“Great Henry” could be calm. Garzon will not interrogate him

Spanish judge Baltasar Garzon’s attempt to interrogate ex-Secretary of State and National Security Henry Kissinger has finished with nothing. British authorities, after having consulted with the US administration, refused to give this possibility to Garzon. It should be reminded that the judge wanted to interrogate Kissinger in the framework of the Operation Condor case’s investigation. This operation was carried out in the 1970s-1980s by special services of some South-American states. The main aim of the operation was annihilation of political opponents of dictatorial regimes in the Latin-American countries. In such operations which were nothing but a form of state terrorism, citizens of some European states were killed, including that ones of Spain and France. According to the investigation, CIA and personally Henry Kissinger were implicated in that operations. This was the reason, why Baltasar Garzon wanted to interrogate the ex-Secretary of State. The Spanish judge sent an official inquiry to Great Britain which Kissinger intends to visit April 24. He explained his activities with regulations of European Convention on Legal Cooperation in Fight on Terrorism. Though, Washington seems to have its idea about what is terrorism. For, some attempts to interrogate Kissinger were made earlier as well. Though the White House and the Department of State demanded such inquiries to be sent only through official channels. However, if even such inquiries appeared they were not answered. Moreover, US authorities used all their power to secure Kissinger’s immunity. The same took place this time. Of course, we could speculate that Garzon would use Kissinger’s case for political purposes, as we also could notice that the US is not Chile, while the ex-Secretary of State is not Pinochet. Though, Garzon is not the first (and, probably, not the last) who wants to interrogate the “great Henry.” At least, he wants only interrogate him, but not to put him to prison. So, why then Kissinger is so persistent in his not wishing to meet with the judges? From purely human reasons, he could be understood: meetings like that do not belong to the best impressions of the life. Though, Kissinger is a politician, and still a very influential one. He should be prepared for any troubles. Otherwise, one could think that Kissinger keeps something back, if he does not want to be interrogated. For the time being, it is clear that circumstances of Operation Condor will be further investigated. And if so, Kissinger could easily turn into a defendant. Especially, if he avoids further meetings with judges.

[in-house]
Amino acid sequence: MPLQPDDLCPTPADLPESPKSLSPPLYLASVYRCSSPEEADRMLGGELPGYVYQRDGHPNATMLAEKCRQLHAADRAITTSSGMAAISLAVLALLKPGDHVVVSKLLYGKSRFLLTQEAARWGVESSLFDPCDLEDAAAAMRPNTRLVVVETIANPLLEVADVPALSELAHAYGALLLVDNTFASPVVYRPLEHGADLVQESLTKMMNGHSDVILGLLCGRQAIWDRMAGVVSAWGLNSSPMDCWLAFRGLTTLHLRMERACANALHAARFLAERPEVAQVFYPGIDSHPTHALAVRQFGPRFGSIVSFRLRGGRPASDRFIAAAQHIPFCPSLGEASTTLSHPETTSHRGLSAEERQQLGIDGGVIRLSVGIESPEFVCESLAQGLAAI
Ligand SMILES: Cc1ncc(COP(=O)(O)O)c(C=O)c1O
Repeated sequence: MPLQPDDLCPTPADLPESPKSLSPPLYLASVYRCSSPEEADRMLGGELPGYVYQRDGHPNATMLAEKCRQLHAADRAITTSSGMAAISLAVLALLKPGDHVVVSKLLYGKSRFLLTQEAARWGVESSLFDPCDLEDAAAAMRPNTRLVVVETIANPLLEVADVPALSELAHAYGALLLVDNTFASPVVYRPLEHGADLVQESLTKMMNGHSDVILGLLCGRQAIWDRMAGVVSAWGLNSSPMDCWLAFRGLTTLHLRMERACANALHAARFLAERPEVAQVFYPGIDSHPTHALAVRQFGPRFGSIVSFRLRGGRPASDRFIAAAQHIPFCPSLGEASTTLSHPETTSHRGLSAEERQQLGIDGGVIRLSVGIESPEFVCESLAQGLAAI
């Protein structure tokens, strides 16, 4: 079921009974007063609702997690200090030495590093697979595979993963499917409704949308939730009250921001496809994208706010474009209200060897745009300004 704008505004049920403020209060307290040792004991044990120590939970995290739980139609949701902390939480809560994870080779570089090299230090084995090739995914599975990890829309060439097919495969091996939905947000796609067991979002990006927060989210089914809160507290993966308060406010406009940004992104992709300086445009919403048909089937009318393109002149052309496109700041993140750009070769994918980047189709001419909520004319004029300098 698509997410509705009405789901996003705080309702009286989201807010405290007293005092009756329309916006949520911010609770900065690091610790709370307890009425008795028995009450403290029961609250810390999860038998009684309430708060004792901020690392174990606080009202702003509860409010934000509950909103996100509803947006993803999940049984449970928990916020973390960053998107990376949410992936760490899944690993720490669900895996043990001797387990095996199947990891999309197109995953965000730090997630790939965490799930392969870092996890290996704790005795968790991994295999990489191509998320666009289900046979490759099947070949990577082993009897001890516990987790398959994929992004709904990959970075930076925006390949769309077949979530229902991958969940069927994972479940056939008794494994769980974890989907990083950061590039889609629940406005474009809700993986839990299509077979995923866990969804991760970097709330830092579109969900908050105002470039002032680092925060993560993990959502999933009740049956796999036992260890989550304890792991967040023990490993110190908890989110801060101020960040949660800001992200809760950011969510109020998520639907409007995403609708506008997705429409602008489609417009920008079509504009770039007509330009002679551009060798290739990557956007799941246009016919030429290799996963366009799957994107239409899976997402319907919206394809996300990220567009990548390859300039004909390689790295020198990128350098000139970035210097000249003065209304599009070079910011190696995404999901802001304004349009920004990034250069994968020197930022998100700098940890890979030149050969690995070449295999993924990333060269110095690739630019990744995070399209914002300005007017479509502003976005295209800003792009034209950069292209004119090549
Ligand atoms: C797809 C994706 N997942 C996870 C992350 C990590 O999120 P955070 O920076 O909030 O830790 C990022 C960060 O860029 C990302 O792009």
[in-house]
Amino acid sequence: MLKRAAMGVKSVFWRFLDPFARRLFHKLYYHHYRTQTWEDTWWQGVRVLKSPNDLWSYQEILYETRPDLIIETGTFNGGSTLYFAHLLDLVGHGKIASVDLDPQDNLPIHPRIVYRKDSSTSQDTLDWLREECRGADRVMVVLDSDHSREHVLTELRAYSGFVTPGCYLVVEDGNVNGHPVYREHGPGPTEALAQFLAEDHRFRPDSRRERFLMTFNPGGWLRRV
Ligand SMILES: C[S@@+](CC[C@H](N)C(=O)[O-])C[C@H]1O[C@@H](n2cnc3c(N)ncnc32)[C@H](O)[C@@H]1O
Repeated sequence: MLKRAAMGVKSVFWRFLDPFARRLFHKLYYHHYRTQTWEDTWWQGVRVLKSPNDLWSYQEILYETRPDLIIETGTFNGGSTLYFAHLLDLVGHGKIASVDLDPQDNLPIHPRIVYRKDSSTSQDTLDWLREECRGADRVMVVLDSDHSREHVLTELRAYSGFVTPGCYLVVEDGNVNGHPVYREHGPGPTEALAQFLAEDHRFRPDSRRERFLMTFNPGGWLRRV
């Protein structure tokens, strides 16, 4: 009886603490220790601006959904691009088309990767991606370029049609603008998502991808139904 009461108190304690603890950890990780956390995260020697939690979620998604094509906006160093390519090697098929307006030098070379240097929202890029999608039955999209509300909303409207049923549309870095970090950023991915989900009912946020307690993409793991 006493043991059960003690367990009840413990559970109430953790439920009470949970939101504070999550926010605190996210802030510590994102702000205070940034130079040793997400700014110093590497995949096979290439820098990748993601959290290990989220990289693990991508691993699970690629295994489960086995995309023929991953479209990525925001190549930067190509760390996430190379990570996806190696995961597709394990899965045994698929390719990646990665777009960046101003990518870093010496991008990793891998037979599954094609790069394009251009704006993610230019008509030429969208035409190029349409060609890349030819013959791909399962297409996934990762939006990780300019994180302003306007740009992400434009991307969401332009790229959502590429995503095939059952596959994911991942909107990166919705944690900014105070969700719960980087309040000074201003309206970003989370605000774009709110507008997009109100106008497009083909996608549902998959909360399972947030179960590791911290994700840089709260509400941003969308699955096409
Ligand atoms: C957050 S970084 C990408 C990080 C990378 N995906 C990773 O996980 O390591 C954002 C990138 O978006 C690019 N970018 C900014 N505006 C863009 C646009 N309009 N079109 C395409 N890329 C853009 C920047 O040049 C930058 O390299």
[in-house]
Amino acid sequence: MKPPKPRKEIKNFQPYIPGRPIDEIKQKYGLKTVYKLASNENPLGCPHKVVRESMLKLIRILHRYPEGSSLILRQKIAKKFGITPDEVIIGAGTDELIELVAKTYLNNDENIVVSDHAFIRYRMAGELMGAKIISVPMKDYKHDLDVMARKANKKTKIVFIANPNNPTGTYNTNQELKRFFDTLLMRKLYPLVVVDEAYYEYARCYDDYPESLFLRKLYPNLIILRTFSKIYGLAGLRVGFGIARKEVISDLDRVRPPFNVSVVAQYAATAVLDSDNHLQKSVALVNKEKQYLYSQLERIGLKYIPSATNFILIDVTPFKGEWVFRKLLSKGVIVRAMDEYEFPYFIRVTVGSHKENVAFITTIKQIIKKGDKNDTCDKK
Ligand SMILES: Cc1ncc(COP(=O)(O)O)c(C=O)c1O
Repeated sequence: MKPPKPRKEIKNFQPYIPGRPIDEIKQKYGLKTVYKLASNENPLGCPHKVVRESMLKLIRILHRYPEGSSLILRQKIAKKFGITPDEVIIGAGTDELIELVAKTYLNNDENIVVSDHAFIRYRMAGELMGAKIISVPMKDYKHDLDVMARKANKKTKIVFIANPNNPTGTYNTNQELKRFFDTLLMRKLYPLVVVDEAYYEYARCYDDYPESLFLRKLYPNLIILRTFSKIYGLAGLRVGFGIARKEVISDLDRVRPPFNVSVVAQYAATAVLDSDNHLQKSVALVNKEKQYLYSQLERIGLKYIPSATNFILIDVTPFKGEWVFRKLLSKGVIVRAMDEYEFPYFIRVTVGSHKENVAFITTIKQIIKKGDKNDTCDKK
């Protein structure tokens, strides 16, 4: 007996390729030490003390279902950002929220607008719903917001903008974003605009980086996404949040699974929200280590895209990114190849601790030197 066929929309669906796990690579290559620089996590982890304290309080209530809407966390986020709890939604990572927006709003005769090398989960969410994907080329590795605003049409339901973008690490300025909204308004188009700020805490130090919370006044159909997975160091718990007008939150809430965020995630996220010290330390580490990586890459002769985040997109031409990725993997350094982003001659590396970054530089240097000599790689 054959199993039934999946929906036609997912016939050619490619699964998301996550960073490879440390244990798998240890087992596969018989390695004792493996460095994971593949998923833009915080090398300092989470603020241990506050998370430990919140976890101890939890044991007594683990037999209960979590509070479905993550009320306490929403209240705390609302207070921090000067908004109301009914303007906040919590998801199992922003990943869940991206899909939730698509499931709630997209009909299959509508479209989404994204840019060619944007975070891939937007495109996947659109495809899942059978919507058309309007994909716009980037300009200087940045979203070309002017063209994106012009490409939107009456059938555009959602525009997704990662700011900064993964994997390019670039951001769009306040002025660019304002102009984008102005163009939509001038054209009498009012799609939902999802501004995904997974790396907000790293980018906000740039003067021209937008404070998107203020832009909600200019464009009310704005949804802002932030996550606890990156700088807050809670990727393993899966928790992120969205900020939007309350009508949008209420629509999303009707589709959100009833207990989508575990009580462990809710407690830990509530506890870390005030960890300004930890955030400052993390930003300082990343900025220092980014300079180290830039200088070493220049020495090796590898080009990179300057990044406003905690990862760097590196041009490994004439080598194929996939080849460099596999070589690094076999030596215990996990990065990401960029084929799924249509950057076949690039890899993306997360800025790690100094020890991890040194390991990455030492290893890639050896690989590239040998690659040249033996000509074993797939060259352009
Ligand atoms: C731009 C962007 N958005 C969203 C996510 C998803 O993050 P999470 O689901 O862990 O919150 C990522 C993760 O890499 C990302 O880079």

Vasily Bubnov PRAVDA.Ru NTVRU.com photograph: Baltasar Garzon

Translated by Vera Solovieva

Read the original in Russian: http://www.pravda.ru/main/2002/04/23/40125.html

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